On She Goes

Without Language: A Haitian American Experience

Poet Nadia Alexis on what it means navigate with and without Kreyol.

Nadia Alexis
Nadia Alexis
February 27, 2018
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We almost blend in. The blue, red, and yellow of the dresses Ma made my sisters and me wear match the colors of the buses here. This is our second time visiting Haiti as a family, and I am 11 or 12 years old. Ma doesn’t make enough money for us to come every year like some families.

Paved streets disappear when we leave Port-au-Prince. After illegibly scribbling something like “Right now we’re on a bumpy bus,” I give up trying to write my diary and record things with my other senses. Smells of half-eaten mangos, pigs gathered on the side of the road, burning charcoal. Sights of people dressed in bright colors as if they’re celebrating, voices booming like drums.

Nadia (in yellow, pink & purple bathing suit) with her mother, sisters and cousins at river in Haiti.

photo courtesy of Nadia Alexis

The bus is filled with Kreyol and laughter. For most of the trip I don’t speak. Each phrase I overhear and understand helps make the ride go by a little bit faster. I can’t remember them clearly, but knowing Haitian people, conversations about politics usually linger in any space they’re in. I imagine Prezidan Ayiti was on the tip of people’s tongues as they reflected on President René Préval’s tenure in office at this time. I resist the urge to lean over to Ma and ask her to translate. The words I can’t give meaning to become music, and this time I’m okay with this dance.

Ma is still wearing her nursing uniform and tired eyes even though it’s been hours since she’s been home from the Harlem nursing home she works at. In keeping with the usual, she gets on the phone with my aunt. I quietly shut my bedroom door and bury myself in books and my old purple sheets. One would think I’d be more comfortable with this ritual at the age of 16 but I pray that she forgets I’m here. Moments later she yells for me to get on the phone and I tell her I’m busy. She calls me over again. My bare feet sigh against the cold floor as I make my way back to the living room.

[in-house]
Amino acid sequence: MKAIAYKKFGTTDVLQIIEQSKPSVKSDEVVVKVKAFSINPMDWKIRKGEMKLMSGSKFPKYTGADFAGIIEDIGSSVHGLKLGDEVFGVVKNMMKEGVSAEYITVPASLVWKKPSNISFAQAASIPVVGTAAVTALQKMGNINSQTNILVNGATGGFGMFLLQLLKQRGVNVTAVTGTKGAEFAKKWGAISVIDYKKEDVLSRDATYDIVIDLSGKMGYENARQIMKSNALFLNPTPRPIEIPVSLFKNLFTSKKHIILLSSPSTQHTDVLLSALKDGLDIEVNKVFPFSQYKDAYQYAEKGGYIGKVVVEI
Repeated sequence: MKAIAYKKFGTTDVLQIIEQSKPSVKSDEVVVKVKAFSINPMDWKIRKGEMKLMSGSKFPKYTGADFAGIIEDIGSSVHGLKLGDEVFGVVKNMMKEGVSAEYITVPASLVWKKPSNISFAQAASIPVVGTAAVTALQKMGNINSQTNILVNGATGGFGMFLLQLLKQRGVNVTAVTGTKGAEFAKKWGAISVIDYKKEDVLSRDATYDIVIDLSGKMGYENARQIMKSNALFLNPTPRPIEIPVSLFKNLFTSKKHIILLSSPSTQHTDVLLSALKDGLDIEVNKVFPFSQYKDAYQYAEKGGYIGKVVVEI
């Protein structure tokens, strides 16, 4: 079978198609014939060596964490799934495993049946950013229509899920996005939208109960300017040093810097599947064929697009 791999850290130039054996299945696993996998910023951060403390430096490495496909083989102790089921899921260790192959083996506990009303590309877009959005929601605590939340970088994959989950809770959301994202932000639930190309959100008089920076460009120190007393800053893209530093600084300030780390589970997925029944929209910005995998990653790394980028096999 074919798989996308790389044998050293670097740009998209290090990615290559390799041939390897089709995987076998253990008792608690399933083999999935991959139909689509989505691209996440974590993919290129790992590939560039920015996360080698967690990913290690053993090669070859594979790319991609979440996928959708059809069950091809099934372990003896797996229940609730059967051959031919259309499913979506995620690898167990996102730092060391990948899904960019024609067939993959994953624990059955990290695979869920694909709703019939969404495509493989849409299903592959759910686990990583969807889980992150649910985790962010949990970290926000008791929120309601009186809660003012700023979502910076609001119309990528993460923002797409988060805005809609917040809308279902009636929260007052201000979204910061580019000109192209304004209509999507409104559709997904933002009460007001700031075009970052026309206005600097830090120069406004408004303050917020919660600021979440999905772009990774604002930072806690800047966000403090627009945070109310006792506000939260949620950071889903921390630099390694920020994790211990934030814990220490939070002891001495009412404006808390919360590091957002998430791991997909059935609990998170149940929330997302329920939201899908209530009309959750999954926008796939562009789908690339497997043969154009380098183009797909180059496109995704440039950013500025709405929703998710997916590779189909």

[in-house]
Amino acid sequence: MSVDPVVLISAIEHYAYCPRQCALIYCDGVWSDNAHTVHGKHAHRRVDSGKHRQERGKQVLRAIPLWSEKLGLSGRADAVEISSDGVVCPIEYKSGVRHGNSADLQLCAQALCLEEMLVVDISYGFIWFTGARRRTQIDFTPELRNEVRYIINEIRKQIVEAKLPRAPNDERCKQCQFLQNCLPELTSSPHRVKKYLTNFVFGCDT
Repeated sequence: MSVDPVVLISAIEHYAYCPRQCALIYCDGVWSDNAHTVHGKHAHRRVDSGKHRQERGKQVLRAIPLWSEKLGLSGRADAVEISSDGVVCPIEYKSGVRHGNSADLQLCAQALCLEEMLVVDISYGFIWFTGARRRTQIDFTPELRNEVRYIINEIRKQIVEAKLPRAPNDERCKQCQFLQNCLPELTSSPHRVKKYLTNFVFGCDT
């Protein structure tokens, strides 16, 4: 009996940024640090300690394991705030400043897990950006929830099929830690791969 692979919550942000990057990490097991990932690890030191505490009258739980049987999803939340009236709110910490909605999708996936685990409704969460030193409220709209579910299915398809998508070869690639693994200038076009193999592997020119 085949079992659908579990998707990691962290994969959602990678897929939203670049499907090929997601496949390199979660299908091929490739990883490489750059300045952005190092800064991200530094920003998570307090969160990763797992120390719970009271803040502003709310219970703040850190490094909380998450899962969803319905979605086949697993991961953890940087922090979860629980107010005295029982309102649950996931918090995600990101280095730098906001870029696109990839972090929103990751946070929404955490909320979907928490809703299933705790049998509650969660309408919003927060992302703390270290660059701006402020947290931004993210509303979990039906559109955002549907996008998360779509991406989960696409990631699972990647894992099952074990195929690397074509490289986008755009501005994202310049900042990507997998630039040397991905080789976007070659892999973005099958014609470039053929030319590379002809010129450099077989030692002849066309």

I wonder if she can hear the broken bone in my voice.

I utter the same phrases I used the last time I spoke to her. The way Kreyol sounds when it comes out of my mouth is like a book that doesn’t want to fit in a tight space on a shelf. I use English in place of words my tongue doesn’t know how to carry. I wonder if she can hear the broken bone in my voice.

I’m at JFK airport writing in my diary and wearing the pink ruffle dress Ma bought me. The barrettes in my hair make the strands of my hair move like there’s wind beneath them. The side of my hand darkens as it’s caked with lead residue from the pencil I’m using. I still feel like I have wings and I am five years old. Braids adorned in plastic have a way of making you feel like you’re of sun and clouds.

Nadia in Haiti with her parents, sisters and cousins.
photo courtesy of Nadia Alexis

I glance over at a white family nearby. Somehow I forget to move when I hear them speaking Kreyol like it’s their first language. I look at Ma and then back at the family. I shift in the suddenly uncomfortable chair. I whisper in Ma’s ear, “How do those white people know Kreyol? There’s white Haitians?” Ma laughs and nods.

I look down at my hands, silently wonder if they’re more Haitian than me. I tug at a braid and don’t look at them again until I have to.